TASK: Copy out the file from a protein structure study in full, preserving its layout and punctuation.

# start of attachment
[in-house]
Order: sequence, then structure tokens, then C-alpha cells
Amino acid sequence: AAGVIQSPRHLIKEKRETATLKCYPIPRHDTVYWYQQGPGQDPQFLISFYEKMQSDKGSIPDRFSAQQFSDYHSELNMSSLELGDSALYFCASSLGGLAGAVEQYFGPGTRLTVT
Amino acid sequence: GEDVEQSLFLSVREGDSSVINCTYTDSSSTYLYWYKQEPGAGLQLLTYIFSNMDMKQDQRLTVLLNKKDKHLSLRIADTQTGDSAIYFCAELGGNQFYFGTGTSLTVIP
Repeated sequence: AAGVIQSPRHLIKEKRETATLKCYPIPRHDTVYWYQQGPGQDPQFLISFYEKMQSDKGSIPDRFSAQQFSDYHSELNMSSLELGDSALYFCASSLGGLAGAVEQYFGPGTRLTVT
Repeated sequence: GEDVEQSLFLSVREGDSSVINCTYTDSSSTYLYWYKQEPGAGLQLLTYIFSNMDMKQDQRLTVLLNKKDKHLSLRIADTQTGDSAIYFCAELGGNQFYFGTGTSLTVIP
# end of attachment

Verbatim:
[in-house]
Order: sequence, then structure tokens, then C-alpha cells
Amino acid sequence: AAGVIQSPRHLIKEKRETATLKCYPIPRHDTVYWYQQGPGQDPQFLISFYEKMQSDKGSIPDRFSAQQFSDYHSELNMSSLELGDSALYFCASSLGGLAGAVEQYFGPGTRLTVT
Amino acid sequence: GEDVEQSLFLSVREGDSSVINCTYTDSSSTYLYWYKQEPGAGLQLLTYIFSNMDMKQDQRLTVLLNKKDKHLSLRIADTQTGDSAIYFCAELGGNQFYFGTGTSLTVIP
Repeated sequence: AAGVIQSPRHLIKEKRETATLKCYPIPRHDTVYWYQQGPGQDPQFLISFYEKMQSDKGSIPDRFSAQQFSDYHSELNMSSLELGDSALYFCASSLGGLAGAVEQYFGPGTRLTVT
Repeated sequence: GEDVEQSLFLSVREGDSSVINCTYTDSSSTYLYWYKQEPGAGLQLLTYIFSNMDMKQDQRLTVLLNKKDKHLSLRIADTQTGDSAIYFCAELGGNQFYFGTGTSLTVIP